Cinematic superhero saturation seems to be pushing the weird and obscure caped characters into the spotlight; Plastic Man and Morbius the Living Vampire are being adapted to screen, while Aquaman, DC’s longest-running joke, has just conquered the Chinese box office.
Simple super-folk like Superman no longer cut it – we’re far too familiar with the concept to be entranced by such an overpowered, two-dimensional character nowadays. Hence, why Brightburn looks so intriguing.
Brightburn appears to be a cross between Man of Steel and The Omen, with the trailer intentionally inviting comparisons to Man of Steel, right down to the choice of font. Which is rather amusing, seeing as the sequel to that film, Batman V. Superman, depicted a world-weary Batman convinced that Superman was going to show his true colors any moment, and destroy the planet. This trailer feels exactly like watching Superman through Batman’s paranoid eyes, as a blossoming threat to society rather than a savior.
It’s such a great idea (one that the comics have explored many times before), that one has to wonder why the concept has never been filmed before. The superhero genre has melded seamlessly with comedy, R-rated comedy, coming-of-age, western, and high fantasy – why not horror?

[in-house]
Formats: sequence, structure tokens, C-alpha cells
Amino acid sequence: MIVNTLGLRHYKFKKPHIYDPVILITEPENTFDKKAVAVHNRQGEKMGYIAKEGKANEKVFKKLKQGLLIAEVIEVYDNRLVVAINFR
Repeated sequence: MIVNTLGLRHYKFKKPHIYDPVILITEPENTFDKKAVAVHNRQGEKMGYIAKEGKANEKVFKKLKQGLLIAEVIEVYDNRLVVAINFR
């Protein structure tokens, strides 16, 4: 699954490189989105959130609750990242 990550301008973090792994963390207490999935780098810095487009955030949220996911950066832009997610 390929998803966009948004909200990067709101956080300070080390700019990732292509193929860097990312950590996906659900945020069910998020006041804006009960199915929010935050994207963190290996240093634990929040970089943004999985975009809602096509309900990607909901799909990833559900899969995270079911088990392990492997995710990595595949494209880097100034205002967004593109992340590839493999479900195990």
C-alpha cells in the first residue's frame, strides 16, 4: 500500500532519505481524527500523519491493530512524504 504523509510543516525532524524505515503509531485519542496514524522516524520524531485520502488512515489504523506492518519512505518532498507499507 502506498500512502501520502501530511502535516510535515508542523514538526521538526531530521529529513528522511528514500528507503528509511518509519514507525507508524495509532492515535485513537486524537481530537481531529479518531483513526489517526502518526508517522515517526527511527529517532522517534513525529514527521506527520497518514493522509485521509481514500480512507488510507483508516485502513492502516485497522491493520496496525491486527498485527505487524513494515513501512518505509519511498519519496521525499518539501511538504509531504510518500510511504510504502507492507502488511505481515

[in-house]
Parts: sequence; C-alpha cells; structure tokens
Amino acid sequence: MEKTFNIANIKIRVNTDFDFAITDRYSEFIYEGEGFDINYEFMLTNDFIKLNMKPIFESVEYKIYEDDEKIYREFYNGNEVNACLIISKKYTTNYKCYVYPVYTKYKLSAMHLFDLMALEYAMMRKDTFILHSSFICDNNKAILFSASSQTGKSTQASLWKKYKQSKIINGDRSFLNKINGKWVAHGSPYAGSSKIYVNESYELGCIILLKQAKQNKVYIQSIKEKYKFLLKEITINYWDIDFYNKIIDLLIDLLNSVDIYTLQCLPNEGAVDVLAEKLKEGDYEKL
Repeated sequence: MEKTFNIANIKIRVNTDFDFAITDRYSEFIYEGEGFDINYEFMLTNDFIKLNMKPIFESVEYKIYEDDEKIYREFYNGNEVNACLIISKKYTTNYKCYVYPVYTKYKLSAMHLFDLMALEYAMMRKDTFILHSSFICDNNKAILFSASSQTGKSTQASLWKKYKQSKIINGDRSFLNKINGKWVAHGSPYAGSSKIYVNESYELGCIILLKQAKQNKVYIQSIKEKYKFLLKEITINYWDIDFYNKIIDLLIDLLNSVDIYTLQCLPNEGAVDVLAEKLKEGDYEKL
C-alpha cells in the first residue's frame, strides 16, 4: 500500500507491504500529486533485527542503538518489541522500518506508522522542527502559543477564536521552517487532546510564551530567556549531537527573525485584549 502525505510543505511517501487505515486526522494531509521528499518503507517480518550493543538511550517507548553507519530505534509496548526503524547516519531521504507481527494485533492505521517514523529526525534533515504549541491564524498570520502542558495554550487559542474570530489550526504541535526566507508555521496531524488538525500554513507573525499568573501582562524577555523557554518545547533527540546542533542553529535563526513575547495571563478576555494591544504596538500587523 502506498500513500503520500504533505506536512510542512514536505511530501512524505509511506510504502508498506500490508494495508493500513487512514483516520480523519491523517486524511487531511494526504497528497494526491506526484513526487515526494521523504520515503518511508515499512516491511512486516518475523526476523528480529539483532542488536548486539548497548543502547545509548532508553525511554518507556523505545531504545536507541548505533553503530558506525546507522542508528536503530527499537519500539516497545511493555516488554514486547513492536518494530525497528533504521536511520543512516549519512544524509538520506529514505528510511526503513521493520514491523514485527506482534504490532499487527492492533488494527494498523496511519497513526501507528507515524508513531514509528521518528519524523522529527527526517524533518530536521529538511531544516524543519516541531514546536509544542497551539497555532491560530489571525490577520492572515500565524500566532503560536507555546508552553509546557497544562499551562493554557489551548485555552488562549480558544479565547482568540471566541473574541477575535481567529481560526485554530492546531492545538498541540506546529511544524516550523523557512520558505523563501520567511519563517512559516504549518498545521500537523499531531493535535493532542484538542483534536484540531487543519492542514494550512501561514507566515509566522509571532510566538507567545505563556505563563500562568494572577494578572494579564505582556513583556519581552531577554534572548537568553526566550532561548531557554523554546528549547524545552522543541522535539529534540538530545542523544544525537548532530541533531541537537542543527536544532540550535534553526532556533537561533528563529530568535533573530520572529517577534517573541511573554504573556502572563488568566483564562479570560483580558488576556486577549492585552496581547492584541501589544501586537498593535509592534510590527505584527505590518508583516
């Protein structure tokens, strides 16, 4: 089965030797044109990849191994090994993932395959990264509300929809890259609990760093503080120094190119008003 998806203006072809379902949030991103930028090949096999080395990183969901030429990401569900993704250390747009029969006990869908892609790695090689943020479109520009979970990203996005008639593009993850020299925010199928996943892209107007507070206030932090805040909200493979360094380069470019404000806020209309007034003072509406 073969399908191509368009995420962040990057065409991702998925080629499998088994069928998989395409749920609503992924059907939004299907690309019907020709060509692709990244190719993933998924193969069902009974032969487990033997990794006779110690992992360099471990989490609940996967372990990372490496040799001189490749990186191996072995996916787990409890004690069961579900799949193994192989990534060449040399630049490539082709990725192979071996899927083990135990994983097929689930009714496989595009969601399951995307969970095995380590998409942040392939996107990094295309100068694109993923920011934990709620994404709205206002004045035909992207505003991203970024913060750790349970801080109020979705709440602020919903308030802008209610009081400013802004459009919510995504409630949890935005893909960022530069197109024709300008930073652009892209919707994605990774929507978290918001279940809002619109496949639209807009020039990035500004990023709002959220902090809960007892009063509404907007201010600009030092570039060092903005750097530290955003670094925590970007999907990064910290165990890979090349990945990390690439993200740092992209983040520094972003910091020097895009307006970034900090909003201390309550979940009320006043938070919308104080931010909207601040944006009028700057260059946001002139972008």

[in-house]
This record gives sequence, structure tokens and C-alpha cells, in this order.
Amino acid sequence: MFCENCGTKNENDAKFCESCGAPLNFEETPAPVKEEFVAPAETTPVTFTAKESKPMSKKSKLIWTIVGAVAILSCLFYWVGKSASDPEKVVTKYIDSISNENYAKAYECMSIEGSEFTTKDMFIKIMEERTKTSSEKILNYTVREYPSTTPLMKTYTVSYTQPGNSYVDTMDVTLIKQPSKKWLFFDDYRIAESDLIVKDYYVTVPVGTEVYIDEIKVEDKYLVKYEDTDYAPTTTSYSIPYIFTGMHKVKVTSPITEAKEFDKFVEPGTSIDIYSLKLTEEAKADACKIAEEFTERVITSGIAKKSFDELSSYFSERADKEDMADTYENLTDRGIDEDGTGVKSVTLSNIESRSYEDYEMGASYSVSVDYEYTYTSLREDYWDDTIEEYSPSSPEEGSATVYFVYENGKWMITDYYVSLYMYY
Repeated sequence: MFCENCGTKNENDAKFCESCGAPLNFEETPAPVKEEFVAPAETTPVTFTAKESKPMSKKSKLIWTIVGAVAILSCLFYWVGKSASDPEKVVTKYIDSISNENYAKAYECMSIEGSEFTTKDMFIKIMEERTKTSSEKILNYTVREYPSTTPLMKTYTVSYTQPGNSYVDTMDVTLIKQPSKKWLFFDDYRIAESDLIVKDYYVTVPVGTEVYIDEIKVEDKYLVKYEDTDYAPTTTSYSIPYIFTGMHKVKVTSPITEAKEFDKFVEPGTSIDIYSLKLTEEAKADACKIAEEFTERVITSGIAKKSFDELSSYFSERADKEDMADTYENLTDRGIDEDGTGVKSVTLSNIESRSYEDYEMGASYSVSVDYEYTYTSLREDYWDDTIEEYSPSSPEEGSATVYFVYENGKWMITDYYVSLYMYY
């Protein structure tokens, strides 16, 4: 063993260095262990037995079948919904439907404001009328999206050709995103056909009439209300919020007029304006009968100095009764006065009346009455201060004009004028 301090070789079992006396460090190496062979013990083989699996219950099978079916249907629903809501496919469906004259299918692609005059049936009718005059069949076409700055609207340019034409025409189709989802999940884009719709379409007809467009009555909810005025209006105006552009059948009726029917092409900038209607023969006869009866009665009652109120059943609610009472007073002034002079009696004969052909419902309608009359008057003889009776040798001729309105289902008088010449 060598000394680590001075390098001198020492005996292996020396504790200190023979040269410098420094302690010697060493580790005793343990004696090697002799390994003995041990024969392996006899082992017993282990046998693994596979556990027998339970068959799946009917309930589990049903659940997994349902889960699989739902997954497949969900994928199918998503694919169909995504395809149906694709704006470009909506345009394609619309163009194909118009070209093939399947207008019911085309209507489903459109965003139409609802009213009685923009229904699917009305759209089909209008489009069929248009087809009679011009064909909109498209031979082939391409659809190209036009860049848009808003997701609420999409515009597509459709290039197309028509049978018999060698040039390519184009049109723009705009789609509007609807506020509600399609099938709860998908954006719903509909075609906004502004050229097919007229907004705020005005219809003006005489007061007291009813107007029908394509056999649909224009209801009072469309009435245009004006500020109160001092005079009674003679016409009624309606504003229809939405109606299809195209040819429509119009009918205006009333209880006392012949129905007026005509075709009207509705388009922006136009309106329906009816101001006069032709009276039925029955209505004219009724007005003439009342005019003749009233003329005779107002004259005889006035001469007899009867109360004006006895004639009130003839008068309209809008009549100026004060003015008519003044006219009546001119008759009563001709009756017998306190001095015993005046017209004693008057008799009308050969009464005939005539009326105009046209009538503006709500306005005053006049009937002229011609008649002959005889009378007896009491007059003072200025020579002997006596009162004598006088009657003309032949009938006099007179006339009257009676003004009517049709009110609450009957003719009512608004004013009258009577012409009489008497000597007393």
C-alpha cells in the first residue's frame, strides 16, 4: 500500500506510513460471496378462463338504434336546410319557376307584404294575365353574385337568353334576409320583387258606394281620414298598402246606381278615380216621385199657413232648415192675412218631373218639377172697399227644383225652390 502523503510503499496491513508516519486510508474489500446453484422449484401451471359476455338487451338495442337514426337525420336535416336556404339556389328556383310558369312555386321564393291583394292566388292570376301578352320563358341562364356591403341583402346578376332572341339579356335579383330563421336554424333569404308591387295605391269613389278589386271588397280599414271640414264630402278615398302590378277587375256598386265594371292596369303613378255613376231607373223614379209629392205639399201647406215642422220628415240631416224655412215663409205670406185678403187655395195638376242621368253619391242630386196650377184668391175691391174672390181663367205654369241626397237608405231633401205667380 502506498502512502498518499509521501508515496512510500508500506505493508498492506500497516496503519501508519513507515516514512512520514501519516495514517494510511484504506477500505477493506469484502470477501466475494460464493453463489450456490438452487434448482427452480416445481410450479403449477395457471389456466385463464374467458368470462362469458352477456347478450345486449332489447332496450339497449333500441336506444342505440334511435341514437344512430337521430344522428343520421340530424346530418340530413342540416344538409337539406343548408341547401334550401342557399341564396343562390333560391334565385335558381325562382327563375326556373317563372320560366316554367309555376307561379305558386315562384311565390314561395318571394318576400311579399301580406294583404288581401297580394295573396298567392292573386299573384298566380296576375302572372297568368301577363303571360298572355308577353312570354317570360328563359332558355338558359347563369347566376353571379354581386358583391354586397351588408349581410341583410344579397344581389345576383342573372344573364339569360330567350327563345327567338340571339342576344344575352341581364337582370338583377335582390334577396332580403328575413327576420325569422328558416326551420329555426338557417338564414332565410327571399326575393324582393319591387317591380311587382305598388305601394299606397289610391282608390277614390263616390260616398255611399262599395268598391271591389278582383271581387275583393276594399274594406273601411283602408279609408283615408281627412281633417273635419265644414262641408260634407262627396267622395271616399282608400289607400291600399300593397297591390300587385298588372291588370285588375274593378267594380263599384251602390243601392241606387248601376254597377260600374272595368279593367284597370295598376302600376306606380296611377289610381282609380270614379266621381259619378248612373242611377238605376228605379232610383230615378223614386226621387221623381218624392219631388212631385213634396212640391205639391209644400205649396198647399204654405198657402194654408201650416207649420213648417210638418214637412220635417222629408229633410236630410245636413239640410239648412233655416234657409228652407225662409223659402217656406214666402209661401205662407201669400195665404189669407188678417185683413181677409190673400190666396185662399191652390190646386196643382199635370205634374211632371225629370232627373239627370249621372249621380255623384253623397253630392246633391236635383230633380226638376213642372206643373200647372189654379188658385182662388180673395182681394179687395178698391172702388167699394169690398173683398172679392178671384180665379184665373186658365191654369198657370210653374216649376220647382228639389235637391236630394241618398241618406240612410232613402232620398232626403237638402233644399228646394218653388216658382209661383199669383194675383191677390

There’s always been something kind of sinister about Superman – why is the most overpowered superhero of all time such a boy scout? Someone so ridiculously flawless must be some kind of sociopath, surely. Or perhaps our cynical, modern-day eyes don’t want to see a Messiah from the sky, but a red-caped invader.
The film stars Elizabeth Banks and David Denman as a twisted reflection of the Kent family, an infertile, rural couple who are unfortunate enough to own the land that this superpowered humanoid crashes on. While both characters seem to share the Kent’s old-fashioned, well-meaning attitude, it will be interesting to see if the otherworldly child’s upbringing has any influence on his disposition.
While this trailer tries very hard indeed to credit James Gunn for this film, he’s only the producer; Brightburn is directed by David Yarovesky, a longtime Gunn collaborator. We’ll have to wait and see if the film ends up as interesting as the concept, but from what we’ve seen so far, the two genre tropes of creepy kid and caped crusader seem ideally suited to compliment one another, because of their stark contrast.
Let’s just hope that Yarovesky keeps a clean Twitter timeline.